Thursday 15 April 2004

Duty of care

Ach, I'm stressed. My mind is inefficiently swirling with a million thoughts, .."phone James".."write presentation".."prepare for meeting"..and my dizzily spinning brain wakes me at 5am to emboss worries on the black escape of sleep. The sheer volume of individual concerns renders me busy but oh so inefficient, I can't focus on any task long enough to complete it properly.

The reasons for my stress are as manifold as they are anonymously dull; incompetent co-workers, underscoped work, potential professional failure; any job could generate such bland trivialities, and many of my previous projects have done so. The slight, annoying, difference this time is I am aware of my stress while it happens rather than recognising it through the dazzle-reducing lens of hindsight. Great, now I have stress about stress, meta-stress, to vex me further.

To relax I try to snag my mind on other distractions, to make the unproductive loop of thoughts jump the mental spools and allow happier images in. I mentally move myself forward in time: it is three months from now, I am in a night club, sweat is running down my face, my fists are thrashing the air. I imagine I am elsewhere: on a windblown mountainside I am turning to survey the swoops and knuckles of a silhouetted ridge. I try to remember how insignificant my concerns are: I stare from the train at the vast blue sky and dream of the many theatres enacted beneath its impassive dome, I smile and stick my tongue out at the bawling baby in Sainsbury's. I try to humanise those that hassle and harass me over the phone and on e-mails: I imagine Sam afraid on a yacht far from shore, I picture Jenny struggling with an umbrella turned inside out by April gusts.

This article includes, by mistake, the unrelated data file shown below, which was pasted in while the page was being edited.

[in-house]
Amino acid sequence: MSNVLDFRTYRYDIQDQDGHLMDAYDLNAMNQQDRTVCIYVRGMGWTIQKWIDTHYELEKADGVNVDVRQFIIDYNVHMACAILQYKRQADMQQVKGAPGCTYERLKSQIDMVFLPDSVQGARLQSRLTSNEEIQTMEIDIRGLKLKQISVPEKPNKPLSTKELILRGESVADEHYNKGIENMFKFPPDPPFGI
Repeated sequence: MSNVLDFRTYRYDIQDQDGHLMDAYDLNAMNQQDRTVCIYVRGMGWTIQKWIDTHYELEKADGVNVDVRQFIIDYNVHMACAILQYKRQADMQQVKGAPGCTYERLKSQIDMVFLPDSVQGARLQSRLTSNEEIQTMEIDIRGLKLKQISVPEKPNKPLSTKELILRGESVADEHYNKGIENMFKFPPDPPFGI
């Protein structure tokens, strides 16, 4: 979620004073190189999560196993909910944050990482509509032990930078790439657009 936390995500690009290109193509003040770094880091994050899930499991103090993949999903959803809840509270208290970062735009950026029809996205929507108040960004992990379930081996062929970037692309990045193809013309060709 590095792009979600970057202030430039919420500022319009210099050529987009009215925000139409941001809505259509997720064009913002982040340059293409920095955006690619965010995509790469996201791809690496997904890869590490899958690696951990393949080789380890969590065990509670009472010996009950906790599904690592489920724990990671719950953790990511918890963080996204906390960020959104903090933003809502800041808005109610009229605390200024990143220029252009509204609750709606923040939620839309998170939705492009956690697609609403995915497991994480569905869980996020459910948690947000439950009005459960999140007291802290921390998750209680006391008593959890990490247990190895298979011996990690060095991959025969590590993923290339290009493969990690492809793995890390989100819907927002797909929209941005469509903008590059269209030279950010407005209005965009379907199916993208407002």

These diversions are right, they are correct, my concerns are short-term and dust-speck unimportant, but attempts to remind my agitated brain of these simple truths act as merely temporary diversions and soon I am again aware that my brow has furrowed and I am thinking about a forthcoming meeting.

The only permanent cure I can think of is to simply not care, to be unruffled by trivial project concerns. Not caring is an alien concept to me, I am mentally geared to worry about work, my job is partly dependent on conspicuous concern for mundane office politics and caring more about system delivery than the other guys. I imagine myself not caring: someone is reporting a problem to me, I am shrugging my shoulders, exhaling with a 'pshaw' through lips pursed with nonchalance, thinking about the fine wines I will drink later tonight. The picture doesn't stick; I don't believe that I will ever really be that way, for if I didn't care about work, what would I care about?